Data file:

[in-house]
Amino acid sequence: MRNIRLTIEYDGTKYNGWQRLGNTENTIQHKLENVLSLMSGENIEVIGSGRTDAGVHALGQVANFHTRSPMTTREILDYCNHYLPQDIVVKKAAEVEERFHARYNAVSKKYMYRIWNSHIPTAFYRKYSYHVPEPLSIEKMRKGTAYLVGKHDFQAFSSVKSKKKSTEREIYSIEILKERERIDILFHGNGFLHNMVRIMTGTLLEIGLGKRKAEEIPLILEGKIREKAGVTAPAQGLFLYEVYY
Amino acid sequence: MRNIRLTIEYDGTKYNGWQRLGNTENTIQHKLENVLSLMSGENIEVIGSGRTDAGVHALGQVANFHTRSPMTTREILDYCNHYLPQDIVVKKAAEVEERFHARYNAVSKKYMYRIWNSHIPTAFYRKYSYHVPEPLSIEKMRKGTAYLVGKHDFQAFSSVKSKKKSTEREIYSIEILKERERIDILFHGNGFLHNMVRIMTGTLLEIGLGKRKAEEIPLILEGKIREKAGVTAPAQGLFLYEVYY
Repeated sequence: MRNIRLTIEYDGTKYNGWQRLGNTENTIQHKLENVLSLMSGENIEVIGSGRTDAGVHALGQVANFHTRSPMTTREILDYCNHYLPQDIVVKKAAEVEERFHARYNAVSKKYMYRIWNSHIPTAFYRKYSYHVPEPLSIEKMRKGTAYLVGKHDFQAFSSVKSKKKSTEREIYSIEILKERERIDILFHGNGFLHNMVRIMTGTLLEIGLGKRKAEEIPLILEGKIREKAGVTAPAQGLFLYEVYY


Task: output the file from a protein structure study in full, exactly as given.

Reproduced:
[in-house]
Amino acid sequence: MRNIRLTIEYDGTKYNGWQRLGNTENTIQHKLENVLSLMSGENIEVIGSGRTDAGVHALGQVANFHTRSPMTTREILDYCNHYLPQDIVVKKAAEVEERFHARYNAVSKKYMYRIWNSHIPTAFYRKYSYHVPEPLSIEKMRKGTAYLVGKHDFQAFSSVKSKKKSTEREIYSIEILKERERIDILFHGNGFLHNMVRIMTGTLLEIGLGKRKAEEIPLILEGKIREKAGVTAPAQGLFLYEVYY
Amino acid sequence: MRNIRLTIEYDGTKYNGWQRLGNTENTIQHKLENVLSLMSGENIEVIGSGRTDAGVHALGQVANFHTRSPMTTREILDYCNHYLPQDIVVKKAAEVEERFHARYNAVSKKYMYRIWNSHIPTAFYRKYSYHVPEPLSIEKMRKGTAYLVGKHDFQAFSSVKSKKKSTEREIYSIEILKERERIDILFHGNGFLHNMVRIMTGTLLEIGLGKRKAEEIPLILEGKIREKAGVTAPAQGLFLYEVYY
Repeated sequence: MRNIRLTIEYDGTKYNGWQRLGNTENTIQHKLENVLSLMSGENIEVIGSGRTDAGVHALGQVANFHTRSPMTTREILDYCNHYLPQDIVVKKAAEVEERFHARYNAVSKKYMYRIWNSHIPTAFYRKYSYHVPEPLSIEKMRKGTAYLVGKHDFQAFSSVKSKKKSTEREIYSIEILKERERIDILFHGNGFLHNMVRIMTGTLLEIGLGKRKAEEIPLILEGKIREKAGVTAPAQGLFLYEVYY